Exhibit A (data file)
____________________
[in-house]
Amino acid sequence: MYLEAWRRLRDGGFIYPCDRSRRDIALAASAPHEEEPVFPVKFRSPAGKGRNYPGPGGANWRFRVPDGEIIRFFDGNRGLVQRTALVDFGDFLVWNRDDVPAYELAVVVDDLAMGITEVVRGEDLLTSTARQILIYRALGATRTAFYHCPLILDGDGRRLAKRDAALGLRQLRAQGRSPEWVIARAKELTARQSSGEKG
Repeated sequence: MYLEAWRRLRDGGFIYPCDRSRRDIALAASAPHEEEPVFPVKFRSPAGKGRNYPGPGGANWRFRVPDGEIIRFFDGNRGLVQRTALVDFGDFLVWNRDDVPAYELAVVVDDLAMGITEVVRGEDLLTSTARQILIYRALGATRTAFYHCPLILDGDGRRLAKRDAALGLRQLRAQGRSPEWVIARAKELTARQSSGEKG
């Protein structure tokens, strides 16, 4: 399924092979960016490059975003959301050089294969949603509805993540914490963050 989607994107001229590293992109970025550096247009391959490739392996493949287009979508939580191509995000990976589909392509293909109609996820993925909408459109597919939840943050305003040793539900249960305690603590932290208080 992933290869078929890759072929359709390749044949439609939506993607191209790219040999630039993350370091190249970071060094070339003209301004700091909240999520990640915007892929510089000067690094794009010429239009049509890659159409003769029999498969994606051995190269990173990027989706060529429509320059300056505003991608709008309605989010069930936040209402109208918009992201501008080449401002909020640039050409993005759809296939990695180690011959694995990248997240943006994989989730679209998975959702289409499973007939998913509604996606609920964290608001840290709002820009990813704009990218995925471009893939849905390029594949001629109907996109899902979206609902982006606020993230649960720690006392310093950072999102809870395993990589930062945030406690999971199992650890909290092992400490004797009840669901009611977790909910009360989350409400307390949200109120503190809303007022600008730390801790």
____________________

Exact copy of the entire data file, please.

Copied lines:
[in-house]
Amino acid sequence: MYLEAWRRLRDGGFIYPCDRSRRDIALAASAPHEEEPVFPVKFRSPAGKGRNYPGPGGANWRFRVPDGEIIRFFDGNRGLVQRTALVDFGDFLVWNRDDVPAYELAVVVDDLAMGITEVVRGEDLLTSTARQILIYRALGATRTAFYHCPLILDGDGRRLAKRDAALGLRQLRAQGRSPEWVIARAKELTARQSSGEKG
Repeated sequence: MYLEAWRRLRDGGFIYPCDRSRRDIALAASAPHEEEPVFPVKFRSPAGKGRNYPGPGGANWRFRVPDGEIIRFFDGNRGLVQRTALVDFGDFLVWNRDDVPAYELAVVVDDLAMGITEVVRGEDLLTSTARQILIYRALGATRTAFYHCPLILDGDGRRLAKRDAALGLRQLRAQGRSPEWVIARAKELTARQSSGEKG
């Protein structure tokens, strides 16, 4: 399924092979960016490059975003959301050089294969949603509805993540914490963050 989607994107001229590293992109970025550096247009391959490739392996493949287009979508939580191509995000990976589909392509293909109609996820993925909408459109597919939840943050305003040793539900249960305690603590932290208080 992933290869078929890759072929359709390749044949439609939506993607191209790219040999630039993350370091190249970071060094070339003209301004700091909240999520990640915007892929510089000067690094794009010429239009049509890659159409003769029999498969994606051995190269990173990027989706060529429509320059300056505003991608709008309605989010069930936040209402109208918009992201501008080449401002909020640039050409993005759809296939990695180690011959694995990248997240943006994989989730679209998975959702289409499973007939998913509604996606609920964290608001840290709002820009990813704009990218995925471009893939849905390029594949001629109907996109899902979206609902982006606020993230649960720690006392310093950072999102809870395993990589930062945030406690999971199992650890909290092992400490004797009840669901009611977790909910009360989350409400307390949200109120503190809303007022600008730390801790």